Home

How to Specify

Editing of Section 13 3423.16 – Fabricated Control Booths is designed to start in PART 2 - PRODUCTS, progress to PART 3 - EXECUTION, and finish up with PART 1 - GENERAL. The various styles, performance requirements, components, material options and finishes comprise the main articles in PART 2.

When a particular article or paragraph is chosen that contains a reference standard in PART 2 and PART 3 the corresponding standard cited under REFERENCE STANDARDS article in PART 1 is activated. If the Consolidated List of Citations option is active within Summary Info, cross sectional links (not visible in the links window) will activate the reference standard in Section 01 4219 – Reference Standards as well.

When a particular article or paragraph is activated in PART 2 and PART 3 that cites another Section, the corresponding Section cited under RELATED REQUIREMENTS article in PART 1 is activated.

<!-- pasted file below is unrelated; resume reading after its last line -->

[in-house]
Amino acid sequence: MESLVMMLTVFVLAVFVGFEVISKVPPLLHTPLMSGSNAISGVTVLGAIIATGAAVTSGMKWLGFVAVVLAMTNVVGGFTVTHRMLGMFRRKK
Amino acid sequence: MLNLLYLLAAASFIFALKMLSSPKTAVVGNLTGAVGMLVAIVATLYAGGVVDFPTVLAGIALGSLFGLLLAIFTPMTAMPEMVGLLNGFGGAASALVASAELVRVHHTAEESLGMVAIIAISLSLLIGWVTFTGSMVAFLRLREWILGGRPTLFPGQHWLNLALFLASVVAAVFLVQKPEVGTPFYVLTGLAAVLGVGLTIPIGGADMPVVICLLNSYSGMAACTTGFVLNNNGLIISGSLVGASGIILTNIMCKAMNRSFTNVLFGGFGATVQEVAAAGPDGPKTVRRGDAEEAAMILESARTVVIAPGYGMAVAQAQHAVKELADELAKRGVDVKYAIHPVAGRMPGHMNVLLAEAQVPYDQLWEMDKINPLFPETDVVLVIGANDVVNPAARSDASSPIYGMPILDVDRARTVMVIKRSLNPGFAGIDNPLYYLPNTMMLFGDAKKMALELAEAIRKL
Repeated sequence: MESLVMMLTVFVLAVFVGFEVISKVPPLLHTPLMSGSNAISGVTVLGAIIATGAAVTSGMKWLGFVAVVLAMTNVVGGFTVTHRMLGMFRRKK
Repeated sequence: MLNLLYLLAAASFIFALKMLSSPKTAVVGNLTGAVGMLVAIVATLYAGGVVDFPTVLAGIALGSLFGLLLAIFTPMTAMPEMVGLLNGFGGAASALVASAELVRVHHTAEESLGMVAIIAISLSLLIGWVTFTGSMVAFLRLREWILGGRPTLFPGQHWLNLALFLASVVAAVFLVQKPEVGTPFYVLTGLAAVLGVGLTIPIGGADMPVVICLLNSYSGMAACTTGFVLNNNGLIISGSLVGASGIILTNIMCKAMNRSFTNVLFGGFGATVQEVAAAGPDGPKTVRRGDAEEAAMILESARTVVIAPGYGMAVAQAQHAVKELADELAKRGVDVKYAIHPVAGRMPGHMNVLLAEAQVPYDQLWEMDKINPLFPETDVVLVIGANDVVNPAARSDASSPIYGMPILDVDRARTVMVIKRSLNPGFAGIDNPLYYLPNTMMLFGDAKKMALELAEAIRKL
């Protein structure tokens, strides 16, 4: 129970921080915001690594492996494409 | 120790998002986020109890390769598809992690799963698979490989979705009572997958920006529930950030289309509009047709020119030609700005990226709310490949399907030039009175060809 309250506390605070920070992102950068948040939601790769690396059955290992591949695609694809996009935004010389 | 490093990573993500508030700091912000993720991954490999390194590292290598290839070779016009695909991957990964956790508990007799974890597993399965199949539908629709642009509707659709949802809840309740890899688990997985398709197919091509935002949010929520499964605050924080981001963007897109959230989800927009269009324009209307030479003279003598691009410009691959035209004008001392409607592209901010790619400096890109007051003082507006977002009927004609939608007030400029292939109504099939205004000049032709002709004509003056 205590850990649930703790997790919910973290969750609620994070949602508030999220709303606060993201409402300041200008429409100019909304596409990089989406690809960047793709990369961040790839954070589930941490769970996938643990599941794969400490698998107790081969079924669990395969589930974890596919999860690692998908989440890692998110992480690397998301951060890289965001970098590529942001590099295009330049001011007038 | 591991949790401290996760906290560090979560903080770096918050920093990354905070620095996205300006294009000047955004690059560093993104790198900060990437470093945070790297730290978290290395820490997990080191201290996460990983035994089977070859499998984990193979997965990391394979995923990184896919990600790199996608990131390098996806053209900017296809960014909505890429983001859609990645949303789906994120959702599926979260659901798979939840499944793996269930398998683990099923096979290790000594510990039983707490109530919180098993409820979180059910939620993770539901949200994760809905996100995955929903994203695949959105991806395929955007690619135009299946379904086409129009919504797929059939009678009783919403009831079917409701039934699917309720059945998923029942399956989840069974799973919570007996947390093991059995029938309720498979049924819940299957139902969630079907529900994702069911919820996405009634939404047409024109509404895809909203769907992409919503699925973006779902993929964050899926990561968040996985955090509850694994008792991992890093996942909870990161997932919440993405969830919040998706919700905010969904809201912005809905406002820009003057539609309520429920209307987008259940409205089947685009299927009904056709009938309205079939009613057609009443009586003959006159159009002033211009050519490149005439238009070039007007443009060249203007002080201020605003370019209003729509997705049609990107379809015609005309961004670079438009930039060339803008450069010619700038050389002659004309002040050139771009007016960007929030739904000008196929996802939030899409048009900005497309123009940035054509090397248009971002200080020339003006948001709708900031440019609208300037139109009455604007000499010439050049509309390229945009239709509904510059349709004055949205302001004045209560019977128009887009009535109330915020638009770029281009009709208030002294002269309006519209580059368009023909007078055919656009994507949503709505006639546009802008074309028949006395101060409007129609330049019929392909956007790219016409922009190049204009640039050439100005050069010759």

Certain Sections listed under RELATED REQUIREMENTS article in PART 1 are not cited in either PART 2 or PART 3 but are provided under RELATED REQUIREMENTS because they include items that might be expected to be found within this Section or include action items important for the completion of the work that are not specified in an obvious location (e.g. isn't obvious from the section title).

Optional text and choices under PART 2 include a fill-in option to accommodate any updates that listed manufacturers may offer but are not shown in the listed choice of options. Default options for choices are based upon what would be reasonable for the application.

Home